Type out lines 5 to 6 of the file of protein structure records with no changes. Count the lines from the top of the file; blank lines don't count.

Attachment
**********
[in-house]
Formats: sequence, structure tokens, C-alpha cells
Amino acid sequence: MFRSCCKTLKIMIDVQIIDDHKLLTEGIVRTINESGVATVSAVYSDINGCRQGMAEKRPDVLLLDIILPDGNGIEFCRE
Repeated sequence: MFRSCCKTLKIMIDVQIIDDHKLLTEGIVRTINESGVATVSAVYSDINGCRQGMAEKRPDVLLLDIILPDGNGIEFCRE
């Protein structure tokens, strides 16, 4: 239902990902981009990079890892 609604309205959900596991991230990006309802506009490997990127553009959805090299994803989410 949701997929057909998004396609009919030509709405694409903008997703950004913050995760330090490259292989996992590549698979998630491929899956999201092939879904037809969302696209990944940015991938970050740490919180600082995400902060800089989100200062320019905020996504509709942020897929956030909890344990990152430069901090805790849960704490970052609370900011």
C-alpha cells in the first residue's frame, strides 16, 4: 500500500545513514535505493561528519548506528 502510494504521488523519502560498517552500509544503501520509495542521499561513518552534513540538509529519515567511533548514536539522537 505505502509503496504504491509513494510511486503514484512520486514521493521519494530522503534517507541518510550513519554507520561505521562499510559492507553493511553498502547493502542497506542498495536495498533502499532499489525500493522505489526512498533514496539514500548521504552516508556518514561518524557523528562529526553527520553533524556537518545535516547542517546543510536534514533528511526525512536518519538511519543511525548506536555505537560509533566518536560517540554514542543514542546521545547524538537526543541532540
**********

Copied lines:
């Protein structure tokens, strides 16, 4: 239902990902981009990079890892 609604309205959900596991991230990006309802506009490997990127553009959805090299994803989410 949701997929057909998004396609009919030509709405694409903008997703950004913050995760330090490259292989996992590549698979998630491929899956999201092939879904037809969302696209990944940015991938970050740490919180600082995400902060800089989100200062320019905020996504509709942020897929956030909890344990990152430069901090805790849960704490970052609370900011």
C-alpha cells in the first residue's frame, strides 16, 4: 500500500545513514535505493561528519548506528 502510494504521488523519502560498517552500509544503501520509495542521499561513518552534513540538509529519515567511533548514536539522537 505505502509503496504504491509513494510511486503514484512520486514521493521519494530522503534517507541518510550513519554507520561505521562499510559492507553493511553498502547493502542497506542498495536495498533502499532499489525500493522505489526512498533514496539514500548521504552516508556518514561518524557523528562529526553527520553533524556537518545535516547542517546543510536534514533528511526525512536518519538511519543511525548506536555505537560509533566518536560517540554514542543514542546521545547524538537526543541532540